Extraordinary Rendition

Extraordinary Rendition

Extraordinary rendition is the kidnapping of an individual wanted for questioning and the transporting of that individual to a country that uses torture – be it physical, mental or emotional – to gain information. Extraordinary rendition was used by US agents after 9/11 and the ‘War on Terror’ declared by President G W Bush. Torture is outlawed in America. However, numerous men wanted for questioning by US intelligence agencies were taken from countries such as Pakistan and Afghanistan and flown to countries such as Egypt where they were subjected to torture.

 

Extraordinary rendition is sometimes described as ‘torture by proxy’ in situations where the US is thought to have transferred suspected terrorists to countries known to practise torture. Allegedly the CIA has led an ‘extraordinary rendition’ (the capture and imprisonment of suspected terrorists) operation since 2001 and has captured around 3,000 people and transported them around the world.

 

A June 2006 report from the Council of Europe estimated that 100 people had been kidnapped by the United States' Central Intelligence Agency (CIA) on EU territory often after having transited through secret detention centres ("black sites") used by the CIA, some sited in Europe. According to a separate European Parliament report of February 2007, the CIA has conducted 1,245 flights, many of them to destinations where suspects could face torture, in violation of Article 3 of the United Nations Convention Against Torture. Within days of his inauguration in 2008, President Obama signed an Executive Order opposing rendition torture and establishing a task force to provide recommendations about processes to prevent rendition torture.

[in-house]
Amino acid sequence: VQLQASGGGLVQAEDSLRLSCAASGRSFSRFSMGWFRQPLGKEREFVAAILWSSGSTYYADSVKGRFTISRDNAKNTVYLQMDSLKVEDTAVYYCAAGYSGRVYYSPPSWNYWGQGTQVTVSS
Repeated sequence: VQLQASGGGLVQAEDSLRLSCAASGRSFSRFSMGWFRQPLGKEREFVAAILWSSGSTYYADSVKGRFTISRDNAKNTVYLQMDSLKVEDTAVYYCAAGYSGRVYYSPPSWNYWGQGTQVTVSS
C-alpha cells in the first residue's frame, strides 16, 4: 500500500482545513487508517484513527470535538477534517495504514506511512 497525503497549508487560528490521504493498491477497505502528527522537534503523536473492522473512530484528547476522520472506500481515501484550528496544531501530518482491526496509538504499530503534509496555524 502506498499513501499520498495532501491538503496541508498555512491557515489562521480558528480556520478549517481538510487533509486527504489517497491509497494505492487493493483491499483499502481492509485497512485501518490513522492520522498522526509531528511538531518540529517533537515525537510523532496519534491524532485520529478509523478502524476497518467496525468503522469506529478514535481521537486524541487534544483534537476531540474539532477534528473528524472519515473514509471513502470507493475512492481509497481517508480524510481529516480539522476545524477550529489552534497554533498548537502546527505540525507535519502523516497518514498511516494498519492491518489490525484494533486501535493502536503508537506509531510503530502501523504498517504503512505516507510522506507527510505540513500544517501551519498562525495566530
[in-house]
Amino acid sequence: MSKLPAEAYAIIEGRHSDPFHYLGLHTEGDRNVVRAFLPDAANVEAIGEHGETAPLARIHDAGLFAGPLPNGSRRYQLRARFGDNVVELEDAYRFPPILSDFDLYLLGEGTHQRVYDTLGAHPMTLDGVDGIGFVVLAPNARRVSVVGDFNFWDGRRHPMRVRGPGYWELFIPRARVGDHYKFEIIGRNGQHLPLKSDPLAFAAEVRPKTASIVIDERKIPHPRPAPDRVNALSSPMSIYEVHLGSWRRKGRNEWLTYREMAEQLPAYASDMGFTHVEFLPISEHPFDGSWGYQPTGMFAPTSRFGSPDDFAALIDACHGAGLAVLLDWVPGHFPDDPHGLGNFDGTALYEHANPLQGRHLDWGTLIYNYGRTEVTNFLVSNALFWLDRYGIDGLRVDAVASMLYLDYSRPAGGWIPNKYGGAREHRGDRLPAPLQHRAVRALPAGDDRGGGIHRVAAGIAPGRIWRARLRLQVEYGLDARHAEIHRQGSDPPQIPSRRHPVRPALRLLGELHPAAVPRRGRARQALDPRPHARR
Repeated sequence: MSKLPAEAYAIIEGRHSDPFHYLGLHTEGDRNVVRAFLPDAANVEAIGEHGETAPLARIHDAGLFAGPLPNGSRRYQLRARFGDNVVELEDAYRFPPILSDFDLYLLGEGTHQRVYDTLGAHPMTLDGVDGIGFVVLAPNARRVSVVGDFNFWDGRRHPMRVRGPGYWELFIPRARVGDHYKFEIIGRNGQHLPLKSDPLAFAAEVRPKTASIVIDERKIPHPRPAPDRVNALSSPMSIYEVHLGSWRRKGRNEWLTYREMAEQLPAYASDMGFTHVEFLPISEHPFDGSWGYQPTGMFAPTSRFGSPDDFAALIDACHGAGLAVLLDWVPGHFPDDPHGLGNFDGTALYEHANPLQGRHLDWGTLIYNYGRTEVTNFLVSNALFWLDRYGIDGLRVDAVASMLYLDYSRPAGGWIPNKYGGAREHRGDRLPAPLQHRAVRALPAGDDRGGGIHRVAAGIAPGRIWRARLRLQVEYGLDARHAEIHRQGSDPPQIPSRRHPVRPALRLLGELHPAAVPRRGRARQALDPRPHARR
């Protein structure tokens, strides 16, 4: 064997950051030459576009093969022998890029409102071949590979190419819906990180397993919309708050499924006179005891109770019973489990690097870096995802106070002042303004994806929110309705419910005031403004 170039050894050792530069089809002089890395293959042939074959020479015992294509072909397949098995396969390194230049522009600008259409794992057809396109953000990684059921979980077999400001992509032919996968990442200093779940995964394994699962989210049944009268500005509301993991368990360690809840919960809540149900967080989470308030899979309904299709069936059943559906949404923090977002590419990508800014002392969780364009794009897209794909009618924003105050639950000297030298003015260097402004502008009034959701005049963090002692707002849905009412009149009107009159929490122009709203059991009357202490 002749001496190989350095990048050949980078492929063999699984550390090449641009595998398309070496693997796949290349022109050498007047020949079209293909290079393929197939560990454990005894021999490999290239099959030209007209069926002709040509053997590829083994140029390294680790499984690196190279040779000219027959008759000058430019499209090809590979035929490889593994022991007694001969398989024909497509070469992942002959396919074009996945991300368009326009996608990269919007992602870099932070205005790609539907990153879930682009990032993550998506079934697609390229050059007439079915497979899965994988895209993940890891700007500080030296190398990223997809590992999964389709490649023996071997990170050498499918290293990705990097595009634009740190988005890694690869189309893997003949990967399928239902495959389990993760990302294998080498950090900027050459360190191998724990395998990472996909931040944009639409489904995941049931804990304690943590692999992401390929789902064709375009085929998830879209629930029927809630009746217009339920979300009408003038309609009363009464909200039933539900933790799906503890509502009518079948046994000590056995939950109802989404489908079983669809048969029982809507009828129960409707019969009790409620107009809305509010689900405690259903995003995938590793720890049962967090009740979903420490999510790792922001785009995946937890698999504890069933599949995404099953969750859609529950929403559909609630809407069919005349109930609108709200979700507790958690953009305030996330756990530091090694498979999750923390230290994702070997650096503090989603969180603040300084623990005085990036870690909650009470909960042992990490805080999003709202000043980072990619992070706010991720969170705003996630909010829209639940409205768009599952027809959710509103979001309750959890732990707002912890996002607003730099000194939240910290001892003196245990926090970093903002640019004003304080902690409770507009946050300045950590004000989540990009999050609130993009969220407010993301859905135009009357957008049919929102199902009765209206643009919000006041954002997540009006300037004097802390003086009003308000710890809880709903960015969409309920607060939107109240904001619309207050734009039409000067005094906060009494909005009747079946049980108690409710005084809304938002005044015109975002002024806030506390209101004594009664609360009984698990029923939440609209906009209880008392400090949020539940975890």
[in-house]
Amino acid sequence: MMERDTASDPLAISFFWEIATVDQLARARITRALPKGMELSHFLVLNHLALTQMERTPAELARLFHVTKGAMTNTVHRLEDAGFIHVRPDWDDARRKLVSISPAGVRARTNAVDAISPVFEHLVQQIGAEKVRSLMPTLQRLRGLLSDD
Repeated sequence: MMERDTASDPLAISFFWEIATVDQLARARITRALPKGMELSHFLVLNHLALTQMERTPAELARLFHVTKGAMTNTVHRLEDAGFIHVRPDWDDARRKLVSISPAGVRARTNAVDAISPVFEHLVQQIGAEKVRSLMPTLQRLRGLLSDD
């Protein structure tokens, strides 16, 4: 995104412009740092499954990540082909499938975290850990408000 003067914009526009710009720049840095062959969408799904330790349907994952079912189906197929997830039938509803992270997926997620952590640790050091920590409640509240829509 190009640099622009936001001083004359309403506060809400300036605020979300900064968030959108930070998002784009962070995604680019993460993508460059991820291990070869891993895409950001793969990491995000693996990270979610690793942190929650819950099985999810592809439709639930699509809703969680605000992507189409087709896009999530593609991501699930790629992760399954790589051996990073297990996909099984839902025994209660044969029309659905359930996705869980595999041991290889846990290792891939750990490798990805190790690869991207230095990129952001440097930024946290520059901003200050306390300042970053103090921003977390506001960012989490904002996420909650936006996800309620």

An example of extraordinary rendition that made public headlines was that of Abu Omar was abducted on 17 February 2003 when he was transferred to Egypt where he was secluded, interrogated and allegedly tortured and abused. On December 6, 2005, the Washington Post reported Italian court documents which showed that the CIA tried to mislead Italian anti-terrorism police who were looking for the cleric at the time. In June 2005, Italian judge Guido Salvini issued a warrant for the arrest of 13 persons said to be agents or operatives of the CIA. The CIA hasn't commented on the case, while Berlusconi's government has denied any knowledge of a kidnapping plot. Just after the 2006 Italian general elections, Roberto Castelli, outgoing Justice Minister, declared to Italian prosecutors that he had not passed the extradition request to the US. Marco Mancini, the director of anti-terrorism and counterespionage, and Gustavo Pignero, the department's director in 2003, have been arrested, on charges of complicity in a kidnapping with the aggravating circumstances of abuse of power.

 

On February 12, 2007, Mr Nasr's lawyer said he had been released and was back with his family. On November 4, 2009, an Italian judge convicted 22 suspected or known CIA agents, a U.S. Air Force colonel and two Italian secret agents of the kidnap, delivering the first legal convictions in the world against people involved in the CIA's extraordinary renditions program.

 

 

Courtesy of Lee Bryant, Director of Sixth Form, Anglo-European School, Ingatestone, Essex


MLA Citation/Reference

"Extraordinary Rendition". HistoryLearningSite.co.uk. 2014. Web.






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